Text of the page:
London Dungeon is a live theatrical performance that takes visitors on an interactive tour through several centuries’ worth of macabre British history. Along the way, participants will come face to face with some of England’s most notorious characters—Mrs. Lovett, Sweeney Todd, and Jack the Ripper, just to name a few—while trying to escape the Tower of London, the Great Fire of London, and even the gallows. Spooky rides, unpleasant smells, flashing lights, and unsavory characters: the London Dungeon has a little bit of everything for thrill-seeking tourists.
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History of the London Dungeon
The London Dungeon has existed in one form or another for roughly 50 years now. Annabel Geddes founded the London Dungeon in 1974; when it first opened its doors to the public, the dungeon was primarily an exhibit of wax figures depicting violent scenes from dark chapters of British history. In time, though, the London Dungeon would transform into a live walkthrough theatrical show, and it was eventually purchased by the precursor to Merlin Entertainments in 1992. After nearly four decades on London’s Tooley Street close to where the London Bridge Experience operates today, the London Dungeon would move to South Bank in 2013. In anticipation of this move, the attraction was closed for about one year, during which time it underwent a £20 million upgrade.
London Dungeon Highlights
The London Dungeon experience typically lasts approximately 90 minutes, during which time visitors will be treated to a historical tour of London unlike any other they’ve ever encountered. Across two thrilling rides and numerous theatrical performances, London Dungeon visitors will come face to face with interactive reenactments of the most notorious chapters in the city’s sordid past.
Once you’ve descended into the dark, spooky, and smelly underworld of London’s most macabre historical events, you’ll have to survive the Tyrant Boat Ride, an immersive experience that sends you to the Tower of London for conspiring with Anne Boleyn; decide whether or not to play a role in the infamous Gunpowder Plot; charm your way out of a seventeenth-century torture chamber; and escape the Great Fire of London.
Other notable features of the London Dungeon experience include Mrs. Lovett’s Pie Shop, where the pastries are to die for and there just might be a trapdoor behind the counter; Sweeney Todd’s Barbershop, a recreation of the fabled Fleet Street establishment; Whitechapel Labyrinth, a horrifying maze where you’ll try and outrun Jack the Ripper; and the Drop Dead Drop Ride, which recreates the gravity-induced fall of the eighteenth-century Newgate Gallows.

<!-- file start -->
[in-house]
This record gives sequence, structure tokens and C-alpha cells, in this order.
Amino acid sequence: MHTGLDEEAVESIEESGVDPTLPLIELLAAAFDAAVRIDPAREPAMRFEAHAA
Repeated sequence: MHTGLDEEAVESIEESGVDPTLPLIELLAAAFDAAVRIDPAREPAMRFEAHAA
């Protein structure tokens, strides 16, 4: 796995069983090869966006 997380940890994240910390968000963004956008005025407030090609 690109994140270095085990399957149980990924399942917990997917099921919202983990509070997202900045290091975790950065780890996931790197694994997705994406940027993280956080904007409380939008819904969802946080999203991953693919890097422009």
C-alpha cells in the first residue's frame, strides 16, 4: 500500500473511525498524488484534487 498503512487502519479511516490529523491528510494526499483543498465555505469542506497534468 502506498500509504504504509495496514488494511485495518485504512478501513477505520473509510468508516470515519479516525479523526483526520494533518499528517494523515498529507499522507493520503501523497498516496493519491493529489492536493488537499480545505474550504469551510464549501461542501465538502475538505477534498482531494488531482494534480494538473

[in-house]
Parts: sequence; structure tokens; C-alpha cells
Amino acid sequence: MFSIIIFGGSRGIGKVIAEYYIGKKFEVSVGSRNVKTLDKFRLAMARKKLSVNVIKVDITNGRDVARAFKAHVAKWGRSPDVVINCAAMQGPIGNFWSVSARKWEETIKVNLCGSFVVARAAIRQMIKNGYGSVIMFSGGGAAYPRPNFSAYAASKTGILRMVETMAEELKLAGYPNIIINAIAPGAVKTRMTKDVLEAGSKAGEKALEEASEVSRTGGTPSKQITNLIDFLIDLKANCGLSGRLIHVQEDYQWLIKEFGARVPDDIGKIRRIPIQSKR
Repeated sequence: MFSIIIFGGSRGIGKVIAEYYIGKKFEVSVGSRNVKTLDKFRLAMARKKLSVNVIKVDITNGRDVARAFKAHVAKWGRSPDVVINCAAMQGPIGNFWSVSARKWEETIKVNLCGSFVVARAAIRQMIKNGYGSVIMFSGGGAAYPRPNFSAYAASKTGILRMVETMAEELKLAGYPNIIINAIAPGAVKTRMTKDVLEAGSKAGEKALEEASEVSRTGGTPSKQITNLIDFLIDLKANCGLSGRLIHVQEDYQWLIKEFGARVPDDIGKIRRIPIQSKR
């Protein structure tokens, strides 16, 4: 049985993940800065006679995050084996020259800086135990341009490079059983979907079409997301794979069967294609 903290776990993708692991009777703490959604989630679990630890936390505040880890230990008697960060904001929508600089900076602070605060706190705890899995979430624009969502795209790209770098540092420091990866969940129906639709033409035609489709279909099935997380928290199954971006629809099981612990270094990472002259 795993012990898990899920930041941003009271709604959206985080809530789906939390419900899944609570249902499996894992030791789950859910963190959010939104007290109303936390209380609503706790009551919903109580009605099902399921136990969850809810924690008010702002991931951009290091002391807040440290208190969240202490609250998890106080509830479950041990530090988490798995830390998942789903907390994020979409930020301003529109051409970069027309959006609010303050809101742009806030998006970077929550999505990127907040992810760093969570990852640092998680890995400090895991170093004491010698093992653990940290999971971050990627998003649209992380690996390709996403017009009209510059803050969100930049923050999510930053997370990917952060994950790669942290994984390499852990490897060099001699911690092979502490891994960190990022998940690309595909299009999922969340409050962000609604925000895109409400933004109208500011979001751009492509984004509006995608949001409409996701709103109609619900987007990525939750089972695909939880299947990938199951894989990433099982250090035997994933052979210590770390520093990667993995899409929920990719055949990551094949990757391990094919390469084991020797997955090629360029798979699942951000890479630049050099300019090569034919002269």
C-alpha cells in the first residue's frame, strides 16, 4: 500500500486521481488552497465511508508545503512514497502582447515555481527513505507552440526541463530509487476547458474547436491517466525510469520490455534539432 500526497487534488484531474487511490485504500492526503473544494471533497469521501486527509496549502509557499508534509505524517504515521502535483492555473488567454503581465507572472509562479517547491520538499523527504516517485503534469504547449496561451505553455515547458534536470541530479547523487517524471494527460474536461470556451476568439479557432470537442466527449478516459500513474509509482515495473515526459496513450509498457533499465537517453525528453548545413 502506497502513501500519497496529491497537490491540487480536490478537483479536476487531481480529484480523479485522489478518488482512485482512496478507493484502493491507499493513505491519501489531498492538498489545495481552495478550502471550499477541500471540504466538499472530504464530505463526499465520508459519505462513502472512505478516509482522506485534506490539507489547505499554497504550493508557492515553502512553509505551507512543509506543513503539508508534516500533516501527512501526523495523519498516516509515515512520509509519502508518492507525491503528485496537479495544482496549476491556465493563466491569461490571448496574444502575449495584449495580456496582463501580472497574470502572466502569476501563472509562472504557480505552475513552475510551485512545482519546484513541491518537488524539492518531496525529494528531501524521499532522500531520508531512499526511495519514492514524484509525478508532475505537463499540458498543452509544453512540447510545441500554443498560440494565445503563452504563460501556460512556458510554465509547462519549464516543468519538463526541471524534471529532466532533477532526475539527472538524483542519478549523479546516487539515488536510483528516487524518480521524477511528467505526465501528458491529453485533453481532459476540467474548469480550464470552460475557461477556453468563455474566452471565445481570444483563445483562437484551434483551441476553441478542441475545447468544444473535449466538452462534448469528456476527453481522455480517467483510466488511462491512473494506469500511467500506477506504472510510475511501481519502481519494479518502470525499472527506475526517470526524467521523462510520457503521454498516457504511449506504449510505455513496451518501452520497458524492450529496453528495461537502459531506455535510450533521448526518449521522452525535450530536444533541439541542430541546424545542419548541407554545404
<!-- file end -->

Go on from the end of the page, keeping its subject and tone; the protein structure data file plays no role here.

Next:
More to See and Do at the London Dungeon
The London Dungeon has been entertaining guests for decades now. Here are several more things to see, do, and note as you plan your upcoming visit.
*If you have such a great time at the London Dungeon that you want to memorialize your visit, you’re in luck, as the attraction contains an on-site store that sells a selection of gifts and souvenirs. London Dungeon staff will also take a professional photograph or two of you when you arrive and you have the choice to purchase this as a souvenir of your visit, too.
*Visitors brave enough to make it all the way to the end of the London Dungeon can reward themselves by stopping in at the attraction’s tavern. Designed to resemble a Victorian-era watering hole, the tavern serves beers, themed cocktails, snacks, and a range of non-alcoholic drinks.
*The London Dungeon is considered most suitable for children over the age of 12 years old. That said, children of all ages are welcome, given that they are prepared for the dark, loud, and often-scary nature of the attraction. All children under the age of 16 years old must be accompanied by an adult.
*Given London Dungeon’s prominent location near other popular London attractions like Shrek’s Adventure London, SEA LIFE London Aquarium, and the London Eye, it works quite well as part of an itinerary devoted to exploring the many entertainment options found within the lively South Bank commercial district. The National Theatre and Florence Nightingale Museum are also located nearby, while Westminster Abbey and Jewel Tower are just across the Thames.
Why the London Dungeon Should Be on Your Must-See List
This classic London attraction has in one form or another been entertaining visitors for a half-century now with its dark subject material and various spine-tingling situations; if you haven’t already checked out, maybe the time is finally right to do so. In particular, thrill-seekers, history buffs, and haunted house aficionados alike are liable to quite enjoy the many twisted delights of a visit to the London Dungeon.